North Atlantic fisheries ministers meet and agree to continued discussion
The Ministers of Fisheries of the North Atlantic countries signed a statement following a meeting held in Canada at the end of last month. The 22nd Conference was devoted to the conservation of marine ecosystems. This gathering is traditionally attended by fishing ministers of the European Union, the Russian Federation, Canada, the Faroe Islands, Greenland, Iceland and Norway.
The meeting focused on the need for regional co-operation in the North Atlantic with the use of the best national practices in fisheries and water conservation. Discussions covered the general problems of fishing in the North Atlantic, which include the effects of global climate change and the need to jointly combat illegal, unreported and unregulated (IUU) fishing, damaging the fishing industry and the environment.
Canadaâ€™s Minister of Fisheries and Oceans, Dominic Leblanc, confirmed at this 22nd conference that Canada intends to expand the area of protected marine and coastal areas from the current 5% to 10% by 2020.
Ilya Shestakov, head of the Russian Fisheries Agency, made a report to the meeting of ministers, and stated that the Russian Federationâ€™s fisheries management in in line with the 1995 FAO Code of Conduct for Responsible Fisheries.
â€˜The Russian Federation joined FAO in 2006 and, despite the relatively short time that has elapsed since then, our country is in full compliance with the principles set out by the FAO Code,â€™ he said, commenting that there is a consistent expansion of the area of specially protected natural areas, such as the Franz Josef Land Reserve.
He added that decisions made by the state are based on scientific data in accordance with Principle 4 of the FAO Code, and also in line with Principle 4, Russia encourages bilateral co-operation with other states in the field of scientific research.
â€˜One of the examples of the precautionary approach is the management of north-eastern Arctic cod. The recommendations for stock management will be discussed in detail at the next session of the Joint Russian-Norwegian Fisheries Commission in October 2017. This fully corresponds to the principle of the need for co-operation between the states of the Code of the FAO (principle 15),â€™ said Ilya Shestakov.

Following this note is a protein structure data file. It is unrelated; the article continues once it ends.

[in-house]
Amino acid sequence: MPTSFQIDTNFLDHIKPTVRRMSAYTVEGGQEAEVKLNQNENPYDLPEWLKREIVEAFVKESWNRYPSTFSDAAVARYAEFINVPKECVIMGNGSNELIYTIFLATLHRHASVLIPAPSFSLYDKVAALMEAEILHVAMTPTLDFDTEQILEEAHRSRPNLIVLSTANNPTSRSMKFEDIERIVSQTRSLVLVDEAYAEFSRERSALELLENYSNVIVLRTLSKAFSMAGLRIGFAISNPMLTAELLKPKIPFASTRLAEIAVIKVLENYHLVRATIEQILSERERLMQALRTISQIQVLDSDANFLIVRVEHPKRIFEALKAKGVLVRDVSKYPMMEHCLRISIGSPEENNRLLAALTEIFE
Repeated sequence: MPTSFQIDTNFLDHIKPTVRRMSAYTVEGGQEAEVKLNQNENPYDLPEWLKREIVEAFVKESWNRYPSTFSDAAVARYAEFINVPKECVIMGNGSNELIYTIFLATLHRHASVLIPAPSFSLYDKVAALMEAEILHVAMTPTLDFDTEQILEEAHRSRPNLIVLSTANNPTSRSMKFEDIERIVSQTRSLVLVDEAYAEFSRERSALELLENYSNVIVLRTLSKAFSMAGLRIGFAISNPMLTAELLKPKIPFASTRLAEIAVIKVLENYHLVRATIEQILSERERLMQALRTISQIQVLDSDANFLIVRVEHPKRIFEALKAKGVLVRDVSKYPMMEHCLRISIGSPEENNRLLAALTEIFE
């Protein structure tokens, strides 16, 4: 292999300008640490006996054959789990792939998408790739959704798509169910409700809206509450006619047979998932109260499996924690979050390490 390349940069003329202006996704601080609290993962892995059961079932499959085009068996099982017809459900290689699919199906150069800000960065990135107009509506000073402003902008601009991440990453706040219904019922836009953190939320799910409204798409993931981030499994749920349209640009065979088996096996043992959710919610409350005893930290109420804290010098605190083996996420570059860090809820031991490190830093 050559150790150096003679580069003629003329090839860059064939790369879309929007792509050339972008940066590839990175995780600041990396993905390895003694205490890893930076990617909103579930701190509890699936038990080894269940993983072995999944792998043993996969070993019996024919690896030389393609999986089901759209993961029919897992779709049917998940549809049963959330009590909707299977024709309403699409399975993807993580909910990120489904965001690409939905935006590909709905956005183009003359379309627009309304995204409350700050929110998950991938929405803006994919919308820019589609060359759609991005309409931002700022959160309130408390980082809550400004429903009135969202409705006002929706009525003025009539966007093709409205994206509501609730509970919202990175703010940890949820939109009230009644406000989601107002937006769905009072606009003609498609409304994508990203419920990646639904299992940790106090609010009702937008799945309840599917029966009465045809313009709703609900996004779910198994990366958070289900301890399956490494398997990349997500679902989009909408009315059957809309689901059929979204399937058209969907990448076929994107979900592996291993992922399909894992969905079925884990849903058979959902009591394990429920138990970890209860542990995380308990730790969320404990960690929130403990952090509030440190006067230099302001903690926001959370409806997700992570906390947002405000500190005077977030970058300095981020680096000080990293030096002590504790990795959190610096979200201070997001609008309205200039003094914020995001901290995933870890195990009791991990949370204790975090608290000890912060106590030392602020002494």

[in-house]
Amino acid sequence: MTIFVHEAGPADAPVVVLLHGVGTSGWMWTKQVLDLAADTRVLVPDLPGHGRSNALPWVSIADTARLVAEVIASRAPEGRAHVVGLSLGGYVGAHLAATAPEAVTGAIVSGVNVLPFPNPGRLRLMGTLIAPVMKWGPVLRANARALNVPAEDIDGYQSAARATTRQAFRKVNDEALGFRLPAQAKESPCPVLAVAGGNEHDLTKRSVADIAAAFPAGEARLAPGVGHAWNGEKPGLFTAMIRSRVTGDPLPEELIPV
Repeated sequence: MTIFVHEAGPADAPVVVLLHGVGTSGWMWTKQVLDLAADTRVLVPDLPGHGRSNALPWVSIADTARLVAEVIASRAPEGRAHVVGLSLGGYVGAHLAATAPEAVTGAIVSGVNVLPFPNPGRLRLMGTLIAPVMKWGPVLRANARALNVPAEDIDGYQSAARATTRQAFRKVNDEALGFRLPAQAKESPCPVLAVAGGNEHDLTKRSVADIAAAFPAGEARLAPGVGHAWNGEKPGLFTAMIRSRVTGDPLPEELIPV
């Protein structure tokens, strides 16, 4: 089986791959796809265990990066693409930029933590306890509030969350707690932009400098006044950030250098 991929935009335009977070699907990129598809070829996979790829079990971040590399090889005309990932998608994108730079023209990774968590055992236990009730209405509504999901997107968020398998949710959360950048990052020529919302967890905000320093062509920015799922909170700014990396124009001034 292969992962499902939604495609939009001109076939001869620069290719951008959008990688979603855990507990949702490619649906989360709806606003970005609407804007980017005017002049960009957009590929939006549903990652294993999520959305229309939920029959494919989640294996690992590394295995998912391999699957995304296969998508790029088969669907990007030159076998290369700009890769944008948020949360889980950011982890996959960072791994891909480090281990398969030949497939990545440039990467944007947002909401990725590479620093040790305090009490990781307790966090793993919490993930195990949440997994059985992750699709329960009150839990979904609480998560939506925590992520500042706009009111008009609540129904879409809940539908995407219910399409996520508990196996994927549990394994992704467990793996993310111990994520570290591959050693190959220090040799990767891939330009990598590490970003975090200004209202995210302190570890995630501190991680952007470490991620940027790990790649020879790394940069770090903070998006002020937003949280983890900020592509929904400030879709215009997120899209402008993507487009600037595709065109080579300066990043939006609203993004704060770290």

Commenting on the work currently in progress to improve regulation, he stated that conformation of measures to stimulate the construction of new fishing onshore processing capacity has been confirmed, aimed at increasing high-quality production, and an important aspect of this is compliance of this new capacity with the principles of eliminating waste in production.
Ilya Shestakov said that there are still issues in improving the quality and security of fish products, and the creation of modern port and logistics infrastructure is incorporated into the Fisheries Development Programme developed by the Russian Fishery Agency and set to run until 2030.
The conference delegates emphasised that the protection of the marine environment is inextricably linked with the sustainable use of marine resources, with key strategies in setting limits, up to the introduction of a long-term closures of certain fisheries.
The discussion of key issues will be continued at forthcoming 4th International Congress on Marine Protected Areas at La Serena-Coquimbo in Chile, the World Seafood Congress in Reykjavik and the International Fisheries Forum in St. Petersburg, all of which take place this month.
The 23rd Conference of Ministers of Fisheries of the North Atlantic in 2018 will be held in the Faroe Islands.
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